Neonatal hypoxic-ischemic (HI) brain injury results in devastating, life-long disability for the affected children. At present, hypothermia is the only treatment for neonatal HI and it is incompletely effective. 45% of treated infants still die or sustain severe neurodevelopmental disability following HI. Designing safe, effective, mechanistically novel adjuvant therapies is the highest priority in this field of research. In concert, there is a need to develop mechanistically-based, reliable biomarkers to track novel therapies and measure their efficacy. Our identification of programmed necrosis as a mechanism of injury in neonatal HI provides an opportunity to identify novel therapies. That programmed necrosis may be operative in neonatal HI is clinically compelling. Programmed necrosis, unlike classical necrosis, is regulated, treatable, and is well understood in vitro. How and whether hypothermia acts to inhibit programmed necrosis is unknown and very important to the successful development of adjuvant therapies for neonatal HI. The in vivo neural target of hypothermia and programmed necrosis inhibitors is also a gap in our knowledge. Effects of hypothermia on neurons are best known. Little is known about the effects of hypothermia on glia and nothing is known about the effects of programmed necrosis inhibitors. Glia, oligodendroglia and astrocytes, clearly contribute to the overall """"""""encephalopathy"""""""" resulting from neonatal HI. Astrocytes, in particular, may play a pivotal role in initiation of and protection from HI by both hypothermia and programmed necrosis inhibitors. Because of their possible involvement in the initiation and response to HI injury and treatment, astrocytic release of glial fibrillary acid proein (GFAP) may be the reliable, regionally specific, mechanistically-based biomarker that we seek for neonatal HI brain injury. In this proposal, we will use an established model of neonatal HI and hypothermia address each of these research priorities and areas of knowledge gap. We will test the hypothesis that hypothermia provides neuroprotection following neonatal HI by interrupting programmed necrosis. Subsequently, using data from these experiments we will test combinations of hypothermia, anti-programmed necrosis and anti-apoptosis treatments for treatment of neonatal HI and GFAP as an experimental biomarker. In doing so we will forge new pathways in neonatal brain injury research These experiments address critical, timely, and highly relevant issues in neonatal brain injury.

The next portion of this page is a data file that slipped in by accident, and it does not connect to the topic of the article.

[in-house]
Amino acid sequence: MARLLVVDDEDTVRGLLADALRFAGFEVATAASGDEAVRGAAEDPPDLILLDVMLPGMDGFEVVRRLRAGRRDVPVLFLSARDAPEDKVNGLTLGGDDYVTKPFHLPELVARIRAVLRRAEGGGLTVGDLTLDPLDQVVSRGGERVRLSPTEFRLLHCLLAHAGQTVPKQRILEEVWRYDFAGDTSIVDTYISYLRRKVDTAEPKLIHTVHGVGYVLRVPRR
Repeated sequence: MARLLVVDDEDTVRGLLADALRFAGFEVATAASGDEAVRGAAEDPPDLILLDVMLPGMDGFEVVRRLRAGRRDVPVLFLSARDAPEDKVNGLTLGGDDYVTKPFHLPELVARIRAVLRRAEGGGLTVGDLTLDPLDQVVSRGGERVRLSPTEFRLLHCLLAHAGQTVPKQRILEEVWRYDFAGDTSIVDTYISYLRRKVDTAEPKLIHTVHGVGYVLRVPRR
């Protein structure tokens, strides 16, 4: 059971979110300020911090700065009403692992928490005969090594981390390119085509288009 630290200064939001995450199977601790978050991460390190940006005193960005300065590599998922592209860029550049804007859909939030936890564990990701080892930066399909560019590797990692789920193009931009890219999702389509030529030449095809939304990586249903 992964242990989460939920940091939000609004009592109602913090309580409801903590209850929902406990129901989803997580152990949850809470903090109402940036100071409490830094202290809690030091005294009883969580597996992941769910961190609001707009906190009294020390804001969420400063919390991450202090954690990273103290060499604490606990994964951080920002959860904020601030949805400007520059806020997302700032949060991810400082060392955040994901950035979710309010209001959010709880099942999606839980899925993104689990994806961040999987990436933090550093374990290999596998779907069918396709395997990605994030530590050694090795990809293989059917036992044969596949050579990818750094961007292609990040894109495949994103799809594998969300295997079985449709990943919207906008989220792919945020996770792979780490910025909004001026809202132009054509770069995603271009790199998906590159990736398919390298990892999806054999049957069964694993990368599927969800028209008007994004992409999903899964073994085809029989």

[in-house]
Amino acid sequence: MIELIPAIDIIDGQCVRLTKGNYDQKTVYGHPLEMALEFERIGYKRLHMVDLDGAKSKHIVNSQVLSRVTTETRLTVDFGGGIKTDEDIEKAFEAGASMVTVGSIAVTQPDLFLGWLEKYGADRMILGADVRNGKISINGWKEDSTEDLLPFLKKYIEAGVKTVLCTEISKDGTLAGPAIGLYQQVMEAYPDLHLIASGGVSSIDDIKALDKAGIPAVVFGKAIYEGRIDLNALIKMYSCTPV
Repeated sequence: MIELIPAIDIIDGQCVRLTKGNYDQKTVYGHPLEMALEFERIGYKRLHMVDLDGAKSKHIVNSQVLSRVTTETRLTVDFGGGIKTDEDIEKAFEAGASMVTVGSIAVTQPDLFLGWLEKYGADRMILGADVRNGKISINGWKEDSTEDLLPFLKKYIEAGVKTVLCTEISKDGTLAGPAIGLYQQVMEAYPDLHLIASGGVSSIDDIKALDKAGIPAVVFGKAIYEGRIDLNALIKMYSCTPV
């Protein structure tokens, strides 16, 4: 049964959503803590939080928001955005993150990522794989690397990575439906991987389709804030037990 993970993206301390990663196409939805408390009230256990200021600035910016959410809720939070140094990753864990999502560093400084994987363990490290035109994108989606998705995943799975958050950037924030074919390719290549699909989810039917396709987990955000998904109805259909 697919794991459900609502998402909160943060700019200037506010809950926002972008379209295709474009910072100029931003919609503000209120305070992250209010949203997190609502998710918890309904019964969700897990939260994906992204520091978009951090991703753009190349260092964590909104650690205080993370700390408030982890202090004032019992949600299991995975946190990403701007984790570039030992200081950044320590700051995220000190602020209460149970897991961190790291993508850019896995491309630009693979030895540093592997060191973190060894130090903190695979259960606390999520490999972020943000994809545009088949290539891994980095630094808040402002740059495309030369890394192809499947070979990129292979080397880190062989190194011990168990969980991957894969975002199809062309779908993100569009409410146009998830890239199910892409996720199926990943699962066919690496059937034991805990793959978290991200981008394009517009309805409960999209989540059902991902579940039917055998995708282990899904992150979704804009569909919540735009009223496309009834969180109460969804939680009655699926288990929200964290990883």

Public Health Relevance

These studies address one of the highest priorities in neonatal brain injury;finding novel therapies to combine with our current treatment for neonatal hypoxic ischemic brain injury. Additionally, we will be applying a promising clinical biomarker to an experimental model, to test its ability to predict severity of injury and response to treatment. Results from these studies have the potential to fundamentally alter our understanding of how hypoxic ischemic injury causes brain damage and how to significantly improve treatment for this devastating injury.

National Institute of Health (NIH)
Eunice Kennedy Shriver National Institute of Child Health & Human Development (NICHD)
Research Project (R01)
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Developmental Brain Disorders Study Section (DBD)
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Urv, Tiina K
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Johns Hopkins University
Schools of Medicine
United States
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